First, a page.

Protein Synthesis: How Much Protein You REALLY Need: Thomas DeLauer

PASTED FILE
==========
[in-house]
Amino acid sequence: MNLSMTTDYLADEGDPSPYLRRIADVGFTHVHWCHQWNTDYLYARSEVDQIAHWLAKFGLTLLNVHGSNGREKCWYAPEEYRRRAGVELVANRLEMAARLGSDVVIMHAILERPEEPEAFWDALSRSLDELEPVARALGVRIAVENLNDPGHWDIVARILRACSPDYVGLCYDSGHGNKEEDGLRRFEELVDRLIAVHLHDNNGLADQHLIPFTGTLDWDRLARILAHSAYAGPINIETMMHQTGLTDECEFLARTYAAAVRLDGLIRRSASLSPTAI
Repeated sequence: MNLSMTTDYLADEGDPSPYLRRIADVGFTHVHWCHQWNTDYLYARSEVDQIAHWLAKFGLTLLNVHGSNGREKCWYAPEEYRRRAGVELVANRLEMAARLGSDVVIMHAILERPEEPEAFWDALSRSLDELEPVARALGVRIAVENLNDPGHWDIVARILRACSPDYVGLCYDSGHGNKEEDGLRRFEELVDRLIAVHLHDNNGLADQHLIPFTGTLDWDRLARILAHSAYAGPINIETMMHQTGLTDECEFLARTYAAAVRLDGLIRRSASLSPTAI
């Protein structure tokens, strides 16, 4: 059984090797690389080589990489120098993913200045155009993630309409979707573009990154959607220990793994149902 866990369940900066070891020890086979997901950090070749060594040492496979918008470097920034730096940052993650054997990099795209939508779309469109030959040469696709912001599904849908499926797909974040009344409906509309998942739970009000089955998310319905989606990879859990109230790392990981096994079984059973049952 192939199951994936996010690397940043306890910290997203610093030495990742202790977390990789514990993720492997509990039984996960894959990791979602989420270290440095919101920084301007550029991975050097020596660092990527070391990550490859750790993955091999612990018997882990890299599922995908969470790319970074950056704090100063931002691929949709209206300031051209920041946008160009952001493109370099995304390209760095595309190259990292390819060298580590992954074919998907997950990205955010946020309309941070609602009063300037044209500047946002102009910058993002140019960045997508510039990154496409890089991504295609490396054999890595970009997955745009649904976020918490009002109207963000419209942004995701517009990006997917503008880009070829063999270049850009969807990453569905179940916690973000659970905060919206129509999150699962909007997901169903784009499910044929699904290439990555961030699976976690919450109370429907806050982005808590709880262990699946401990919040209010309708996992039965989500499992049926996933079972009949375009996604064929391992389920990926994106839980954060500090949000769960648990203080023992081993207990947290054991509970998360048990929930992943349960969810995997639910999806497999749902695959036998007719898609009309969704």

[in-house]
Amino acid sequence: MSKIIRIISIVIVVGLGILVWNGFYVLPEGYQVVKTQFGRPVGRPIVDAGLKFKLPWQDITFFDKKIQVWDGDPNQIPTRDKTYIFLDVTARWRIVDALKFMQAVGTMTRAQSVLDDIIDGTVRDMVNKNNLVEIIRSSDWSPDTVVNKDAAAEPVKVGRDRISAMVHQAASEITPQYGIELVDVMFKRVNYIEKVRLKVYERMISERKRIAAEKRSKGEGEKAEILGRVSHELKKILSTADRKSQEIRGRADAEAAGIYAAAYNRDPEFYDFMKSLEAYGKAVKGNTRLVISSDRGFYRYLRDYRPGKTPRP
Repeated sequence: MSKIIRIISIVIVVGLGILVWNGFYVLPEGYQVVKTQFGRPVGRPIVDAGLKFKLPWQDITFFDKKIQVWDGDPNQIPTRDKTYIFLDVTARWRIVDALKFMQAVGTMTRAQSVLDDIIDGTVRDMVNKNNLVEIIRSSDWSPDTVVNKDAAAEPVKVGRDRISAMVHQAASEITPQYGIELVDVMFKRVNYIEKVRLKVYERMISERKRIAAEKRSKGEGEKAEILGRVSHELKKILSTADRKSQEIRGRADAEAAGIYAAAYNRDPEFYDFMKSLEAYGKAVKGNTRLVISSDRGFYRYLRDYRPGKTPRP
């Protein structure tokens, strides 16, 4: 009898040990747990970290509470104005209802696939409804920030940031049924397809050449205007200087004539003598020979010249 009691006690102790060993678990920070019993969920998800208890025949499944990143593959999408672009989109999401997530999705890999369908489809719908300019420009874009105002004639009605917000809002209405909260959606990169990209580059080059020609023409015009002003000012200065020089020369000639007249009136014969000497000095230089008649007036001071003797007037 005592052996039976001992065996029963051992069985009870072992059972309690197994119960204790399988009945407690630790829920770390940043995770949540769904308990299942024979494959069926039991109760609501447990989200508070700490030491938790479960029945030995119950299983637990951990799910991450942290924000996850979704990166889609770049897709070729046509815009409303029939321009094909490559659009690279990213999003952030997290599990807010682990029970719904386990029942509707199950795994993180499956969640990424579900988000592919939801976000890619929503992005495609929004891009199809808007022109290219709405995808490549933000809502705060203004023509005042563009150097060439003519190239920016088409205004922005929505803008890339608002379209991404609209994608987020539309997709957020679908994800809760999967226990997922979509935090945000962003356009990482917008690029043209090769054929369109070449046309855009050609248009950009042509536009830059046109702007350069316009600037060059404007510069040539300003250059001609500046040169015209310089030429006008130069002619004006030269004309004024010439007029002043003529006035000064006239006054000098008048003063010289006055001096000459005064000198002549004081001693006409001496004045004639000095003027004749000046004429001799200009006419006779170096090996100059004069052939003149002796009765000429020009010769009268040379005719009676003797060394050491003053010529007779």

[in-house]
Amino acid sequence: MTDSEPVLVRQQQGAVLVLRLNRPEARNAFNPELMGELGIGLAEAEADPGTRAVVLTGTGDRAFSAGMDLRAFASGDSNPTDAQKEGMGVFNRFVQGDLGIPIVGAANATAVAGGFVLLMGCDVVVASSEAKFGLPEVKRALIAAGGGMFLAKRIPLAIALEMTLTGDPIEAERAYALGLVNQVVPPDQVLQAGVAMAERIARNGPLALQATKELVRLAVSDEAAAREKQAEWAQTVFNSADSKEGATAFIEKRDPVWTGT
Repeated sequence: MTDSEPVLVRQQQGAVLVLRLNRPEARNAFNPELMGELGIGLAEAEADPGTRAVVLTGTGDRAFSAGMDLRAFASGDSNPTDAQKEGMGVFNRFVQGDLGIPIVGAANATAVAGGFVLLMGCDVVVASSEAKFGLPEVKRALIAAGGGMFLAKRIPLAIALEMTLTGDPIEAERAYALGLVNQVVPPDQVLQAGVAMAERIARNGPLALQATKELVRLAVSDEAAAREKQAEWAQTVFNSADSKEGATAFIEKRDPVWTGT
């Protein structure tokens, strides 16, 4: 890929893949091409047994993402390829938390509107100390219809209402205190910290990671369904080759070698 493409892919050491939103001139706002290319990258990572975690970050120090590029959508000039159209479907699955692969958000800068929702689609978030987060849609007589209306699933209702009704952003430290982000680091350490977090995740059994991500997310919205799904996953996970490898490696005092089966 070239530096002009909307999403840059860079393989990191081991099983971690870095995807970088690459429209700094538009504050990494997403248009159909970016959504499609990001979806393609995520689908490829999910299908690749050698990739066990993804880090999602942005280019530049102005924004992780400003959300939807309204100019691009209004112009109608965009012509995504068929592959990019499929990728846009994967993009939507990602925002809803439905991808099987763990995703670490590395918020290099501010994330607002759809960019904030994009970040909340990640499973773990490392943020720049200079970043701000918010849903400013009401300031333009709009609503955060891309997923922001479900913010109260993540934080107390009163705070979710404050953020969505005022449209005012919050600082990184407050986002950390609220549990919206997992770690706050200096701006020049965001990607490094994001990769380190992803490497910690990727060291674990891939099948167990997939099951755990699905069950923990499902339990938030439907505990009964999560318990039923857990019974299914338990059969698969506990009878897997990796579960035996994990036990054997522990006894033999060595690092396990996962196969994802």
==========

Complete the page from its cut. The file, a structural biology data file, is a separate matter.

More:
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are you consuming too much protein let’s break it down all right because a lot of times people lead us to believe that we need to be consuming these massive amounts of protein especially if we’re dieting and especially if we’re training really hard and we’re trying to build muscle or we’re trying to stay lean okay I have to give some credit where credit’s do I did this video for six-pack ABS calm a few weeks ago and ended up being a huge hit and I wanted to articulate it in a different way for my subscriber base and for my channel but I’m going to go down the same tab is what I kind of explained there so what we have to look at when we are actually consuming protein what ends up happening within our body you see we increase something called our nitrogen balance you see all the nutrients that we consume proteins fats and carbs they all contain oxygen hydrogen and carbon but protein is the only one that contains nitrogen therefore that makes it very easy to monitor makes it very easy for us to know when we have too much or too little because it’s unique to all other nutrients so what we have to look at is if we have enough nitrogen in the body that means we have enough protein in our body to sustain muscle mass and potentially even grow if we have a negative nitrogen balance it ends up meaning that we have too little protein and we’re going to start breaking down tissues that our body can survive if we have equal levels it means that our body is a nice balance where we’re not going to gain or we’re not going to lose and we’re just going to maintain now there’s ways that you can measure that with nitrogen test strips and all this stuff but we really don’t even need to go down that path so one of the bunks on the common fitness myths particularly the one that says we need to be consuming at least one gram per pound of body weight when it comes to protein well couldn’t be further from the truth let’s break it down with some research so the first study that I want to reference is one that was a four-week study this study took regular people and had them consume 0.61 grams of protein per pound of body weight and another group consumed 1.19 grams per pound of body weight they had them start working out they had them take care of their health and they have them start living that overall lifestyle to try to put on some muscle and burn some fat but what they found is that there was actually no difference in body composition or strength between the two groups absolutely no difference for those that barely consume protein over half a gram per pound of bodyweight versus those that were consuming exorbitant amount at 1.19 right there that’s enough to lead me to believe that that might be the way that we should go back even the author was being a little bit conservative when you look at it said let’s just err on the side of caution say between 0.75 and 0.8 grams per pound of body weight but some of you are probably thinking well that’s only a month what about longer term is eventually doesn’t it take time for the body to start breaking down tissue well kind of reference another study so this study took a look at a little bit different this study looked at a slightly different number they looked at 0.7 7 grams per pound of body weight versus one gram per pound of body weight in more conditioned athletes over a three month period of time well guess what no change in body composition no change in strength and guess what not even a hint of a change in hormonal state meaning they didn’t change out their hormones things didn’t start to shift they weren’t even going down the trajectory of losing muscle only burning some fat later on down the line so now let’s take a look at it ok you may be thinking but what if I train really really hard I’m not a normal fitness person I’m someone that’s really working hard it’s been in an hour and a half in the gym six seven days a week well there’s a study for that one too so let me throw it at you this study took a look at high performance athletes that were training looking like a bodybuilder style or strength training style just that 90 minutes per day 6 days per week they still found that there was a minimal return of anything over 0.82 grams per pound of body weight and that’s people that are really working hard so what does this really mean though I mean ok now we know we can assume less protein but what about when it comes to ketosis so what about when it comes to some of these other things well the cool thing is if you have too much protein it kicks you out of ketosis anyway so let’s take a look at what you can do now by being able to reduce your protein it increases your fat to protein ratio meaning you’re actually better able to function in ketosis and feel better but what if you’re not in ketosis well then it’s just good to moderate your protein level just to take care of your health what ends up happening if we consume a lot of protein it’s actually really hard on the kidneys contrary to what the fitness community will tell you they want to believe what they want to believe but the studies don’t lie there was one British study that took a look at those that consumed an additional amount of protein over baseline what they did if they took people that were eating right at the cap of what you should eat in the way of protein and all they did it added five ounces of fish on top of that okay so they said we’re going to add five ounces of fish above what the baseline top level protein is well by consuming just that extra five ounces of protein increase their risk of kidney problems by two hundred and fifty percent alright that’s pretty straight up now I’m not saying that don’t eat a lot of protein but we’re looking at taking care of our kidneys there’s a big effect you see proteins a diuretic so it can actually cause us to drop some water weight which can be good but it also causes our blood volume to shrink down and when that happens it ends up making our blood more viscous which can increase our blood pressure and can end up causing a lot of other issues and be hard on the kidneys now when we look at how the kidneys actually function they look at something called blood urea nitrogen blood urea nitrogen is an indicator of dehydration in the kidneys but also an indicator of how you might develop kidney stones I know you might not be thinking about that right now maybe you’re young maybe you’re just interested in wondering how much protein you should consume but the reality is there if you want to be doing this for a long time you don’t want to be having the strain on your kidneys and let me drop another study on you simply because I’m Chuck full of it with this one it’s quite frankly when I really think about it I get kind of set up with the fitness industry forcing it down our throats that we need tons of protein just to feed the supplement company so that you can buy more protein and make all these people fat and happy okay rant over alright let’s look at this actual study what this one looked at was a group of athletes they took three different athletes all three 150 pounds very very athletic endurance based athletes and what they did is they gave them different groups of protein mats they gave one person 68 grams they gave another person 123 grams they gave another person 246 grams and then they measured their blood urea nitrogen levels what they found at the ANU study is no surprise the higher the protein the higher the levels of blood urea nitrogen indicating higher levels of dehydration and higher risk for kidney disease and higher risk for kidney stones there you have it point blank multiple studies that show the excess protein is not the way to go save some money eat smaller amounts of protein eat organic protein when you can because you don’t need to be buying that cheap Walmart chicken that is not even really chicken it’s alien stuff so as always keep it locked in here in my channel and if you like these kind of videos that are debunking fitness myths make sure you let me know but also go take a look at six-pack ABS calm and the six-pack ABS Channel because I’m having to be bringing a lot of other content in different directions over there I will see you in the next video